You guys must wonder where I have been for the past several months. I have been researching and writing the Frog Gravy legal case! I will begin to blog that soon. Today’s essay is a continuation of a historical series about Missouri farm life history.
Cross-posted at Firedoglake MyFDL
photo by Princess Froglips on flickr
This is a nonfiction account of sewing, materials and clothing and how they progressed, from the late 1920s on a small Missouri farm, to the years beyond the war, as told by Letty Owings, age 88.
Feed Sacks and Roses
Massive change came to sewing over the years from the Great Depression to the post-WWII era, due to fabric importation from countries like China and India as well as the introduction of stretch (synthetic) fabric. The first time I really remember seeing a Made in China symbol, Ceaușescu was trading with Mao.
Before stretch fabric and textile importation, every store had a section where they sold bolts of cloth, and they also had remnant tables where they sold fabric scraps. Any town of any size had an industry, whether it was a button factory, a textile manufacturer, a sewing machine manufacturer, a foundry, a machine shop, or a related industry.
I first started learning to sew in 1929 when I was five and lived on a small farm in Missouri. I was fortunate, because my mother let me use the treadle sewing machine as soon as I could get up to it. Since we were so isolated on the small farm, I lived in a world of imagination and dolls, so I made doll clothes. When I reached the upper grades of grade school I started making children’s clothes for my aunt’s children, taking real pride in my work, and my aunt acted like she was grateful.
We washed our clothes with a scrub board (a washboard) and homemade soap. Our cleaning was not mechanized for many years because seclusion placed us behind the the times, but our first ‘washer’ was a hand-cranked wringer that we used to wring clothes that we had washed in a tub. Electricity did not extend to that rural area, even by the end of WWII. Our ironing board was made of wood.
By this time, the chicken feed industry had figured out how popular the sacks were for clothing, and they put color prints on the hen scratch sacks. My mother made everything, even underwear and hats, from the sacks. She also dressed so that all of her skin was covered for picking corn, because a tan was considered ugly. My mother sewed the sacks and the remnant table scraps for many years. My prom dress was pink sharkskin with a black collar. We took the collar off, and the prom dress was my dressy dress after that.
People continued to sew from feed sacks even in later years. When I was first married and lived in Georgia, we had a visitor who asked for a bed sheet. We didn’t have a bed sheet, but I made one, by sewing four feed sacks together. A woman across the street in Georgia had figured out how to make money by sewing for rich people. She sewed for the Southern belles, and she taught me how to attach embroidered butterflies to a garment so the butterflies appeared to be flying. She also taught me smocking and other sewing tricks. Also, during this time, I would go to the fancy department stores and draw the patterns for kid’s clothes, then take the patterns to remnant places and use the drawings to make my kid’s clothes. Often, stores did not carry much variety in boy clothes, but I made boy and girl clothes.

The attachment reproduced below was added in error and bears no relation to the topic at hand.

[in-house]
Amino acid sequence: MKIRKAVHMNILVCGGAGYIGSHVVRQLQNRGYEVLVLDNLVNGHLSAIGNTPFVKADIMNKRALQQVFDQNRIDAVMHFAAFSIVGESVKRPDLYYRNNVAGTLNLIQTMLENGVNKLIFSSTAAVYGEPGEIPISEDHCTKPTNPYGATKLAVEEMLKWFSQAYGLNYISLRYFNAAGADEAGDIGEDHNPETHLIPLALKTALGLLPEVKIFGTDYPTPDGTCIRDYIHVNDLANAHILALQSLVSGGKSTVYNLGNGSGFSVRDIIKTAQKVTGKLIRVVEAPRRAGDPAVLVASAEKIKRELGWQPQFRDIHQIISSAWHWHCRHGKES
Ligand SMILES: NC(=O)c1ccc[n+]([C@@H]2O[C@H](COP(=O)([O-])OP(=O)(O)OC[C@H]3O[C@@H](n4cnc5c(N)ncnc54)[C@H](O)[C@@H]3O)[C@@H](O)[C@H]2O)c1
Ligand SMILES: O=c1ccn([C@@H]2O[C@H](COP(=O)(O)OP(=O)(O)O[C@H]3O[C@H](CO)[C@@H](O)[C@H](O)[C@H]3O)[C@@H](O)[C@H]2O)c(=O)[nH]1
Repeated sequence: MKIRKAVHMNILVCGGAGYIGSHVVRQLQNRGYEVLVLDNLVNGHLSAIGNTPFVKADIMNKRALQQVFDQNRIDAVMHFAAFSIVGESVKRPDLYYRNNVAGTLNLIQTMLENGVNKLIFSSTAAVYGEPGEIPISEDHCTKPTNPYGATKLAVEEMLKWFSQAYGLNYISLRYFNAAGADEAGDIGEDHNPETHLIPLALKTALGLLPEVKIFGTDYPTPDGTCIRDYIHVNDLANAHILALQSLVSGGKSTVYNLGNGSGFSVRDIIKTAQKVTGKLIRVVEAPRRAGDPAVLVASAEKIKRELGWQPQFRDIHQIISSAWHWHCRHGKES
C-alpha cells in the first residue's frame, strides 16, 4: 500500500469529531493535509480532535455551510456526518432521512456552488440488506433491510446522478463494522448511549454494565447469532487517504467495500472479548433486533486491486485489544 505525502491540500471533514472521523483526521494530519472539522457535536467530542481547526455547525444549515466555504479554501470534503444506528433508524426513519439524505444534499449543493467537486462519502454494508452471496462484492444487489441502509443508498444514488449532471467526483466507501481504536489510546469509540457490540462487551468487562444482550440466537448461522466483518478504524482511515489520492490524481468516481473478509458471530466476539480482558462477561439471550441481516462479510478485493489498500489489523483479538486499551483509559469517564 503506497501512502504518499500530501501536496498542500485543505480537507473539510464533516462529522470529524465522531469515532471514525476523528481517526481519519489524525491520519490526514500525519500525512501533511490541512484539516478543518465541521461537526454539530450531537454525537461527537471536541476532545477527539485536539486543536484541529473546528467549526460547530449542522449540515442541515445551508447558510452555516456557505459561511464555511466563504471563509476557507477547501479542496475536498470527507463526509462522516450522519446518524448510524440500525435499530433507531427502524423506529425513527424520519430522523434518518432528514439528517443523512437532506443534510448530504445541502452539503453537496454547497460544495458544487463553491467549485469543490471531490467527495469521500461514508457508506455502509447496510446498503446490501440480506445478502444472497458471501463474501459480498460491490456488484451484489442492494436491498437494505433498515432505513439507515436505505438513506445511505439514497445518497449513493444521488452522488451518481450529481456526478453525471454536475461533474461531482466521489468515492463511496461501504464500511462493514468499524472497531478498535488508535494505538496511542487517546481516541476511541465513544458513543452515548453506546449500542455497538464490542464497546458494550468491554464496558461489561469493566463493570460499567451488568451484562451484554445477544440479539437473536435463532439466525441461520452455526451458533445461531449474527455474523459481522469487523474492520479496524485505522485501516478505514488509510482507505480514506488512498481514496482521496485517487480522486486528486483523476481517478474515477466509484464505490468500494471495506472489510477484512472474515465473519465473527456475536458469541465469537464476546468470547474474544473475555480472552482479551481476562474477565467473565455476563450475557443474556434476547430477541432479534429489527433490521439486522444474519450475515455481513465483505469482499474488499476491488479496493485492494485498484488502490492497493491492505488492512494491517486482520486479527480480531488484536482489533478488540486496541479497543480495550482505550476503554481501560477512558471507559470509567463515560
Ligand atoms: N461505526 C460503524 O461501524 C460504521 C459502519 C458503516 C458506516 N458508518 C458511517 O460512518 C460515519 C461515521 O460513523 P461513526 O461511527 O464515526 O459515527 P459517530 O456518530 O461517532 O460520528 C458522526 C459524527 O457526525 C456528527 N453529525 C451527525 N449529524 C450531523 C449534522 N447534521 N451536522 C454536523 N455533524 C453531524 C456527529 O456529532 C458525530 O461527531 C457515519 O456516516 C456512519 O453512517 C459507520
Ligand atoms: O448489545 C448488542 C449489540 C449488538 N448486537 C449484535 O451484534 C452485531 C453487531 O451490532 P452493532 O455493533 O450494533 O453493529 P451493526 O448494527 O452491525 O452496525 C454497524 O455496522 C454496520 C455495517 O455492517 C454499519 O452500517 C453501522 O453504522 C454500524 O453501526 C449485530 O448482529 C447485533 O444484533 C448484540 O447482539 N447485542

No female ever wore pants in the years before the war. It was an absolute no-no, although when they started making wool pants for snow, my mother got me a pair for three dollars, to wear for bobsledding. During the Rosie-the-Riveter cultural icon era, where women wore slacks and heavy shoes to work in the war plants, wearing slacks never carried over to the home. Even boys sometimes wore little dresses. One permissible exception was that a female could wear pants to sled ride and ice skate. Incidentally, a fabric black market arose during the war effort, since fabric went to the 24/7 war plants.
I tore a hole in the butt of my three-dollar wool pants, bobsledding on the river bluffs with friends, but I never told my mother, because first of all, she would have known where I had been. When I taught in the tiny school I had attended, I once wore slacks in the snow during a one-hour break. The next day, a girl told me that her father had called together a family meeting and read a passage from the Bible to illustrate how unacceptable it really was, for me to wear pants.
In 1941, Ray, the man I would marry, was called to service in the war. He came to my house with a dozen roses, to let me know. I was wearing slacks, and I ran across the yard to greet him. My mother was horrified that I would even think to greet a man outside, wearing slacks, and she screamed at me. My mother was an artist in her heart, but the other side of being an artist is often a feeling of social displacement, and this description fit my mother.
end notes, author’s disclosure and updates:
Letty’s husband, Ray, who came to the house with a dozen roses, served in the Pacific Theater of Operations, Battle of Okinawa, on the attack cargo ship Artemis Class USS Lacerta (AKA-29), as a boat Commander. He turned 90 in January, 2013. This Friday, his son and grandson will accompany him on a visit to Pearl Harbor, and the Pearl Harbor museum.
Ray and Letty, who tell their story, are my parents. This essay is part of a series. Links to some other essays:
Resources for people who own treadle sewing machines today (maintenance, conversion, restoration, repair):
An Off-Topic bald eagle update: The Decorah Eagles chose a nest that is off camera, but Raptor Resource reports that Mom Decorah is sitting on her first egg. They have observed the ‘Decorah Shimmy’ from the ground. Dad Decorah Eagle occasionally visits the Y-Branch that is still on-camera.